We find evidence that conflicts of interest are pervasive in the asset management business owned by investment banks. Using data from 1990 to 2008, we compare the alphas of mutual funds, hedge funds, and institutional funds operated by investment banks and non-bank conglomerates. We find that, while no difference exists in performance by fund type, being owned by an investment bank reduces alphas by 46 basis points per year in our baseline model. Making lead loans increases alphas, but the dispersion of fees across portfolios decreases alphas. The economic loss is $4.9 billion per year.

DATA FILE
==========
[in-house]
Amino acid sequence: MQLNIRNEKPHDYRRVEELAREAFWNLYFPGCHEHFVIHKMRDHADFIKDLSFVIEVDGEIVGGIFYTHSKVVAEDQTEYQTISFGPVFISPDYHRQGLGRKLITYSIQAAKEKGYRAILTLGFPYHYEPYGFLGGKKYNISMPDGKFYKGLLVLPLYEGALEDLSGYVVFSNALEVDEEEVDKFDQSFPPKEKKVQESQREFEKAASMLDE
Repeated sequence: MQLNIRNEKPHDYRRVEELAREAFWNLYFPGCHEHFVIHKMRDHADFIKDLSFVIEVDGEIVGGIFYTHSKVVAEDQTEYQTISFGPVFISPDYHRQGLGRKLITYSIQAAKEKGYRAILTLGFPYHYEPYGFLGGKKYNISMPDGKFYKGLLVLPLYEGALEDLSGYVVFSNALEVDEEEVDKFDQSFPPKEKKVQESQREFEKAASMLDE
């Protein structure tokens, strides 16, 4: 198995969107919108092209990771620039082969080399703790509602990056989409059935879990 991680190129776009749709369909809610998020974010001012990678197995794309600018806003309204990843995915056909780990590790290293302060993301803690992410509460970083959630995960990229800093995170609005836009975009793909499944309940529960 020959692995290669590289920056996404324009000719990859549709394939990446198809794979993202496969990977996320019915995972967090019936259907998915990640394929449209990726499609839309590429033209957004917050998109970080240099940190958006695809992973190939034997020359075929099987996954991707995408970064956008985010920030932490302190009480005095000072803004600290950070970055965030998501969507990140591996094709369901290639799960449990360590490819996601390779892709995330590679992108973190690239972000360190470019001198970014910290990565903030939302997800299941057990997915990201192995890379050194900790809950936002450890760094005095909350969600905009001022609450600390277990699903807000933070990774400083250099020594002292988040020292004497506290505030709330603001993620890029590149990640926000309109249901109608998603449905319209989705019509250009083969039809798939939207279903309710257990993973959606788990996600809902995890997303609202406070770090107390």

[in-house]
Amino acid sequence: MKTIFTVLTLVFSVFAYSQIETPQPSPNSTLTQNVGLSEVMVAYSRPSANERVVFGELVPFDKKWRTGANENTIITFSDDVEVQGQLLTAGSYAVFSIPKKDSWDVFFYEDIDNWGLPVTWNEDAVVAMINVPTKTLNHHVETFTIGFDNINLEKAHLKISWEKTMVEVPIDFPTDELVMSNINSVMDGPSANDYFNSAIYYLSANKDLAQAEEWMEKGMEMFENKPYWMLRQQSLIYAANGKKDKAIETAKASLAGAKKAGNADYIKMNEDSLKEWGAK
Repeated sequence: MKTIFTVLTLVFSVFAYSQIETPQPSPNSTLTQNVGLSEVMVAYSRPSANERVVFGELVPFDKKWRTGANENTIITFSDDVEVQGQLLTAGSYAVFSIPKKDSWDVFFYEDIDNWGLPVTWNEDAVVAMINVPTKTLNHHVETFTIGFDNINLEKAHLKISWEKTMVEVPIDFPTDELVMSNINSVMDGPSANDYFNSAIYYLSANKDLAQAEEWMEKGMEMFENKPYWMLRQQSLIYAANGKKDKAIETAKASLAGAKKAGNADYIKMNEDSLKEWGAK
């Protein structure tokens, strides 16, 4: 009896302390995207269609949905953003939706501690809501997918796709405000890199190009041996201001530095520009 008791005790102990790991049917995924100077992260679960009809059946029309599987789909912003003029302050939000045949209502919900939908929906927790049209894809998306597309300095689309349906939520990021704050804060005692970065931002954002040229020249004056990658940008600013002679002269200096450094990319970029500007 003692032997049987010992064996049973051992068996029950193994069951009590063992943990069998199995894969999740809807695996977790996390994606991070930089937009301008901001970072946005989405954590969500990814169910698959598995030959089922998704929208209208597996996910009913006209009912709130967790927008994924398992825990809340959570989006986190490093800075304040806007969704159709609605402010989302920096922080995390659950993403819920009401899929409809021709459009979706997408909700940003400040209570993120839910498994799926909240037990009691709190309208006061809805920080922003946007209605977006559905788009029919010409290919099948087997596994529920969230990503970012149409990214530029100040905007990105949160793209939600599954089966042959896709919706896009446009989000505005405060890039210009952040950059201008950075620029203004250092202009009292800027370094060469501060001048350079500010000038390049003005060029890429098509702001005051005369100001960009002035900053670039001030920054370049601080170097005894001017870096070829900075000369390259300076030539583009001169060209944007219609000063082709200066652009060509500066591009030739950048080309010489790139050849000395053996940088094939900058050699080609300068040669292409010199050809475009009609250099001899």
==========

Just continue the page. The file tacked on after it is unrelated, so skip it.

Berzins, J., Liu, C. H., & Trzcinka, T. (2013). Asset management and investment banking [Electronic version]. Retrieved [insert date], from Cornell University, School of Hotel Administration site: http://scholarship.sha.cornell.edu/articles/925